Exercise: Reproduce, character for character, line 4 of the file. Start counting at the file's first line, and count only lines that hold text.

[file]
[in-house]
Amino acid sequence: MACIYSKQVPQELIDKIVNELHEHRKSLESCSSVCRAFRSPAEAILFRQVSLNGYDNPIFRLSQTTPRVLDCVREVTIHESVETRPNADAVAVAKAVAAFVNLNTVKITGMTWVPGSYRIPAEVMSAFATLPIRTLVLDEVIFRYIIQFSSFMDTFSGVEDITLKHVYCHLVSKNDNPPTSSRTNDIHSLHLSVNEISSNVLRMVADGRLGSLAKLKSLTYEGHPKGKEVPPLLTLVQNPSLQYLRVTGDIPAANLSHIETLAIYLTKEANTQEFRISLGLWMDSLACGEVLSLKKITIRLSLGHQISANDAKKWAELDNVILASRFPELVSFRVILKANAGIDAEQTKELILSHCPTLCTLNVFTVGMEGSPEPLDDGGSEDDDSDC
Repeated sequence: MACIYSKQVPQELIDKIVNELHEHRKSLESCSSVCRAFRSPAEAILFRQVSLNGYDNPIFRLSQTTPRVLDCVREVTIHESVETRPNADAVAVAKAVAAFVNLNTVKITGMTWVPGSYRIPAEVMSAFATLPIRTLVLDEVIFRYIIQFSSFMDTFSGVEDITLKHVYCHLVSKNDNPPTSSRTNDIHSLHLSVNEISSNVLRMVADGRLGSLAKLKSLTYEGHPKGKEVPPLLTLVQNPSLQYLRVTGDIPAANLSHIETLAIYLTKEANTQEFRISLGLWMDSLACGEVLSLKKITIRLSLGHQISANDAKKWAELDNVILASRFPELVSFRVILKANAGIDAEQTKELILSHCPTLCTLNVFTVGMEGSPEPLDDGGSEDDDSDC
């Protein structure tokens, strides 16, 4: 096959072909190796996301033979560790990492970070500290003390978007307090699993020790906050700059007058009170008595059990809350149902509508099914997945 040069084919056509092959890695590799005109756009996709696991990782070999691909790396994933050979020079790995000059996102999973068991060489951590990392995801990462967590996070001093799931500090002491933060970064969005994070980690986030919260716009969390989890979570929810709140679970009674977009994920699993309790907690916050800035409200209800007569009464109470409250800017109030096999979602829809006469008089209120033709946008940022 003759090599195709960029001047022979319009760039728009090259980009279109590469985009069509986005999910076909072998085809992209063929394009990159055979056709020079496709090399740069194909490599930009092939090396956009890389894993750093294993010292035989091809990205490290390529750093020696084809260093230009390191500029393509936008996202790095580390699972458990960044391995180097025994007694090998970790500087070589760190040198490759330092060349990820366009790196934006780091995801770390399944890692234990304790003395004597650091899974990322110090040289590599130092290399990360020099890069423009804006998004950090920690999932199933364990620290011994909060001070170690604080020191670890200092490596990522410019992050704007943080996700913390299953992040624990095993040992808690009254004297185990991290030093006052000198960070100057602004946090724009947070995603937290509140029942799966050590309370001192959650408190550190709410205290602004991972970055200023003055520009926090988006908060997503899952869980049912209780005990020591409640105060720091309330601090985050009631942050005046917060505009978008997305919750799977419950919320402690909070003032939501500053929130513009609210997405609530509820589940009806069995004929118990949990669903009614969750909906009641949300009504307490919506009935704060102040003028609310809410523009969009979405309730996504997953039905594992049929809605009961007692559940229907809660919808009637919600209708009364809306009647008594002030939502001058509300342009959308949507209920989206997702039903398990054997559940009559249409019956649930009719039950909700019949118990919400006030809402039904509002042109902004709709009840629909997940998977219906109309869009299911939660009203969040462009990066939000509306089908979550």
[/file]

């Protein structure tokens, strides 16, 4: 096959072909190796996301033979560790990492970070500290003390978007307090699993020790906050700059007058009170008595059990809350149902509508099914997945 040069084919056509092959890695590799005109756009996709696991990782070999691909790396994933050979020079790995000059996102999973068991060489951590990392995801990462967590996070001093799931500090002491933060970064969005994070980690986030919260716009969390989890979570929810709140679970009674977009994920699993309790907690916050800035409200209800007569009464109470409250800017109030096999979602829809006469008089209120033709946008940022 003759090599195709960029001047022979319009760039728009090259980009279109590469985009069509986005999910076909072998085809992209063929394009990159055979056709020079496709090399740069194909490599930009092939090396956009890389894993750093294993010292035989091809990205490290390529750093020696084809260093230009390191500029393509936008996202790095580390699972458990960044391995180097025994007694090998970790500087070589760190040198490759330092060349990820366009790196934006780091995801770390399944890692234990304790003395004597650091899974990322110090040289590599130092290399990360020099890069423009804006998004950090920690999932199933364990620290011994909060001070170690604080020191670890200092490596990522410019992050704007943080996700913390299953992040624990095993040992808690009254004297185990991290030093006052000198960070100057602004946090724009947070995603937290509140029942799966050590309370001192959650408190550190709410205290602004991972970055200023003055520009926090988006908060997503899952869980049912209780005990020591409640105060720091309330601090985050009631942050005046917060505009978008997305919750799977419950919320402690909070003032939501500053929130513009609210997405609530509820589940009806069995004929118990949990669903009614969750909906009641949300009504307490919506009935704060102040003028609310809410523009969009979405309730996504997953039905594992049929809605009961007692559940229907809660919808009637919600209708009364809306009647008594002030939502001058509300342009959308949507209920989206997702039903398990054997559940009559249409019956649930009719039950909700019949118990919400006030809402039904509002042109902004709709009840629909997940998977219906109309869009299911939660009203969040462009990066939000509306089908979550």